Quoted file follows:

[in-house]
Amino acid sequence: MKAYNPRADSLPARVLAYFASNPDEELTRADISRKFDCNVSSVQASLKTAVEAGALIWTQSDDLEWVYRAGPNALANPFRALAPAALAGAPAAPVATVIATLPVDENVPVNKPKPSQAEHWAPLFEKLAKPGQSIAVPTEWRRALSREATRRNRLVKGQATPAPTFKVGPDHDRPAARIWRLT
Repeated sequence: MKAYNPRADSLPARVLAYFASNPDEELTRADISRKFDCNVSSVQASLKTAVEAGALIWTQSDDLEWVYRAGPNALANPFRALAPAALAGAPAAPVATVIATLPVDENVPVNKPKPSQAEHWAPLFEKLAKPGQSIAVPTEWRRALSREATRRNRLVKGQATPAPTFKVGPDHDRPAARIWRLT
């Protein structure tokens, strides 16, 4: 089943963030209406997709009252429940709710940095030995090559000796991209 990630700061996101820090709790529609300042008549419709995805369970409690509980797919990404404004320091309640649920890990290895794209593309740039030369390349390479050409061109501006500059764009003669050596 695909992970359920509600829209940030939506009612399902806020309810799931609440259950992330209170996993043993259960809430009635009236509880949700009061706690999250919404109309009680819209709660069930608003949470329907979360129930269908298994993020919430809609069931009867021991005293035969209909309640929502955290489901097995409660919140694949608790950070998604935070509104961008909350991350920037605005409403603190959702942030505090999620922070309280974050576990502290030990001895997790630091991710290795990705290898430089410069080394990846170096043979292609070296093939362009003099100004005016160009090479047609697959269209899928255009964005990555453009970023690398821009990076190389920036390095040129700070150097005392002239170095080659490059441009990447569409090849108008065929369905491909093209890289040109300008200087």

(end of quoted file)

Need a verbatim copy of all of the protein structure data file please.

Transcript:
[in-house]
Amino acid sequence: MKAYNPRADSLPARVLAYFASNPDEELTRADISRKFDCNVSSVQASLKTAVEAGALIWTQSDDLEWVYRAGPNALANPFRALAPAALAGAPAAPVATVIATLPVDENVPVNKPKPSQAEHWAPLFEKLAKPGQSIAVPTEWRRALSREATRRNRLVKGQATPAPTFKVGPDHDRPAARIWRLT
Repeated sequence: MKAYNPRADSLPARVLAYFASNPDEELTRADISRKFDCNVSSVQASLKTAVEAGALIWTQSDDLEWVYRAGPNALANPFRALAPAALAGAPAAPVATVIATLPVDENVPVNKPKPSQAEHWAPLFEKLAKPGQSIAVPTEWRRALSREATRRNRLVKGQATPAPTFKVGPDHDRPAARIWRLT
């Protein structure tokens, strides 16, 4: 089943963030209406997709009252429940709710940095030995090559000796991209 990630700061996101820090709790529609300042008549419709995805369970409690509980797919990404404004320091309640649920890990290895794209593309740039030369390349390479050409061109501006500059764009003669050596 695909992970359920509600829209940030939506009612399902806020309810799931609440259950992330209170996993043993259960809430009635009236509880949700009061706690999250919404109309009680819209709660069930608003949470329907979360129930269908298994993020919430809609069931009867021991005293035969209909309640929502955290489901097995409660919140694949608790950070998604935070509104961008909350991350920037605005409403603190959702942030505090999620922070309280974050576990502290030990001895997790630091991710290795990705290898430089410069080394990846170096043979292609070296093939362009003099100004005016160009090479047609697959269209899928255009964005990555453009970023690398821009990076190389920036390095040129700070150097005392002239170095080659490059441009990447569409090849108008065929369905491909093209890289040109300008200087």